I always get a bit of a thrill when the first paragraph of a book immediately grabs me.
The Last of The Moon Girls by Barbara Davis did just that.
“A body that has been submerged in water undergoes a different kind of decomposition: harsher in some ways, kinder in others- or so I’ve been told. We Moons wouldn’t know about that. We choose fire when our time comes and scatter our ashes on land that has been in our families for more than two centuries. Mine are there now too, mingled with the dust of my ancestors”.
It would be difficult to give this book a “type”. It is part drama, part mystery and part magical love story. It is family, and resentment, fear and abandonment. It is about history and the gifts we all have within us. Whether one believes in “witches” or those with “magical” powers, nine generations of very special “Moon” women lived and died in the tiny town of Salem Creek, on Moon Girl Farm.
Eight years ago, a double murder set Salem Creek on edge. And as the bodies were pulled from Althea Moon’s pond, suspicion fell directly on this mysterious woman’s shoulders. Shunned from the local gossip, her family humiliated and blamed, her granddaughter Lizzy fled to New York, where she carved out a nice life for herself for the next eight years.
When Althea dies, Lizzy returns.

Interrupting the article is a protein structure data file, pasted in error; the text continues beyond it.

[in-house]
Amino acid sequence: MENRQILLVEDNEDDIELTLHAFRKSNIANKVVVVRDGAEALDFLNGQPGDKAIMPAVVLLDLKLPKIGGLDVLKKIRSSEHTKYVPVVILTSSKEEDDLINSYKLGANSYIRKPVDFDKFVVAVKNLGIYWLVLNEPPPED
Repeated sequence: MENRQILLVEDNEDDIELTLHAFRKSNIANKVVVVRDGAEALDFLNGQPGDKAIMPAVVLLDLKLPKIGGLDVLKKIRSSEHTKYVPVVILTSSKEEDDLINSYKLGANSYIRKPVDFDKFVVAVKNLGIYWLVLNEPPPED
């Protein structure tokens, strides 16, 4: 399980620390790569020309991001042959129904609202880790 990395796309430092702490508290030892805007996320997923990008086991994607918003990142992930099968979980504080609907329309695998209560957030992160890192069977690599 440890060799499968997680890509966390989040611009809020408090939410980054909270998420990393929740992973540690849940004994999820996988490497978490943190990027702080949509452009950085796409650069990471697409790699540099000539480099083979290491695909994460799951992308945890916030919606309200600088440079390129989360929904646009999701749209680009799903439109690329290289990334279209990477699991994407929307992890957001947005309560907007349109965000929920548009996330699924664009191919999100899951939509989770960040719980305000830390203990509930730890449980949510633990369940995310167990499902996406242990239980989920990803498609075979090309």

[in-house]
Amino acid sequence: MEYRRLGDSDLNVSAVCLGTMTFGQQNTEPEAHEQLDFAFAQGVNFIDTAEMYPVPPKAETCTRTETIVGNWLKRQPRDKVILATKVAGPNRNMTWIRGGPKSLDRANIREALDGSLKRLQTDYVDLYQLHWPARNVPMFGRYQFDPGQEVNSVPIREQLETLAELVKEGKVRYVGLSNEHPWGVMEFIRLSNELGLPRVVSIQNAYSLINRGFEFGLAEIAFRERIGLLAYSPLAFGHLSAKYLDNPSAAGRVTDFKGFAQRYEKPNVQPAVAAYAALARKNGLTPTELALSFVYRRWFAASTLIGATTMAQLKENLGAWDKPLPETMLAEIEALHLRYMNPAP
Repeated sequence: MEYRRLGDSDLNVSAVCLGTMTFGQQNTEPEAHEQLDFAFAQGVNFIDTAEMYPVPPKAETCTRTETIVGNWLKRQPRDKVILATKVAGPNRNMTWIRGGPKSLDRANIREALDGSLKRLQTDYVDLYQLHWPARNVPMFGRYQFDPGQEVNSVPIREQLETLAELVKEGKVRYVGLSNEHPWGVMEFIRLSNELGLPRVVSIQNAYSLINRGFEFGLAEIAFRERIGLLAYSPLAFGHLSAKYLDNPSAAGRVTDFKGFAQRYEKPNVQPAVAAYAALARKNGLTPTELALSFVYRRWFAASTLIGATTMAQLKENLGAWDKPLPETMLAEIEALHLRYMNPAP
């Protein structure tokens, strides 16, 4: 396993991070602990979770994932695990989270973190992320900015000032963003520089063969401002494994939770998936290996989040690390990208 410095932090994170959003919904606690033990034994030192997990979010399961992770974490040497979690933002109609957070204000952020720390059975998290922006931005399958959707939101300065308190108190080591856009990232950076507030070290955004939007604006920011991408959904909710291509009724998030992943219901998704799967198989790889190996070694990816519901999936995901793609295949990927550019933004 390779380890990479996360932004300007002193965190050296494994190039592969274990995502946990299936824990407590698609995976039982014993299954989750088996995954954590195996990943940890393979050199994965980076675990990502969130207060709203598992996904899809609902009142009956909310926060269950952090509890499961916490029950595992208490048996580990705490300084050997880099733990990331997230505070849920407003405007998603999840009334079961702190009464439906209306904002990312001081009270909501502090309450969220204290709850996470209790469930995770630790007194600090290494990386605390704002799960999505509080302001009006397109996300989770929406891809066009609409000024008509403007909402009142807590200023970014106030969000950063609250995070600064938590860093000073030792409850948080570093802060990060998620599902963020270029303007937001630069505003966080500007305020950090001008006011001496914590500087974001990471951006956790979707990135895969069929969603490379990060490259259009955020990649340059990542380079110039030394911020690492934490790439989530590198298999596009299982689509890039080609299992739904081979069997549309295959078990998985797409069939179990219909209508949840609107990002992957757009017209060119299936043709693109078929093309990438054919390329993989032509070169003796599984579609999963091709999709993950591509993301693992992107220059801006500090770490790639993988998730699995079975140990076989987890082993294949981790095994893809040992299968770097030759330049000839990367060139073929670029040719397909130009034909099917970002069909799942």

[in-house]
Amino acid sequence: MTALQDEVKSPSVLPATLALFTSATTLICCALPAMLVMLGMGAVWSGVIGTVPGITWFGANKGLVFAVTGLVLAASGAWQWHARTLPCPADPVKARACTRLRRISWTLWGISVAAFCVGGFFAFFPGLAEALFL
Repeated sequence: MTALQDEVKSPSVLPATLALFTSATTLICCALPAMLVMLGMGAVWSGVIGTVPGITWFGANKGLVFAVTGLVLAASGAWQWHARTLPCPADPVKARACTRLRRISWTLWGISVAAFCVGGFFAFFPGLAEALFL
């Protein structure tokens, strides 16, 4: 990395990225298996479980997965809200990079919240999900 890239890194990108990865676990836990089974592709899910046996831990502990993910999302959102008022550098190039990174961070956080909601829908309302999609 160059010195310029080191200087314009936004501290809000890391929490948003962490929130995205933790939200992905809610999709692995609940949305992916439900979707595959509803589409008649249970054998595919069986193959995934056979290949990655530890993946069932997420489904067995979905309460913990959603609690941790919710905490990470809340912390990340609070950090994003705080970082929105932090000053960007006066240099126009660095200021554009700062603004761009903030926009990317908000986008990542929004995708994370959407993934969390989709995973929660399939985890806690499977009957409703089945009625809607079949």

As beneficiary to the farm, and the last of the “Moon Girls”, Lizzy’s plan is to sell and high tail it back to New York as fast as her magical little legs can carry her.
But we all know what happens when we make plans, right? Yep, the universe decides to shake things up a bit.
Mix in a bit of magic and a journal, an eight year murder mystery (who killed those girls?), a small town cast of characters and a hunky neighbor who knows how to fix up a centuries old farm, and you have yourself a potion for a great story. The unexpected arrival of “Rhanna” adds another layer onto Lizzy’s experience at being back home.
This story was easy to read, with a good pace. It was told in a mostly linear timeline, though Althea’s journal entries (placed strategically through the book) did give us a glimpse into the story of these women’s lives before the murders and Lizzy’s subsequent departure.
I would have liked a bit more on the generations before Althea- they are mentioned early on, but their “gifts” are never really explained.
The authors description of herbs and flowers was beautiful; I could almost smell the pages as I was reading. And the recipes included at the end were a nice touch. “Lavender and Lemon Sugar Scrub”, anyone? How about a nice “Silky Bedtime Bath” tea?
All in all, a really great book, about the importance of love, family and honoring the gifts you have been given.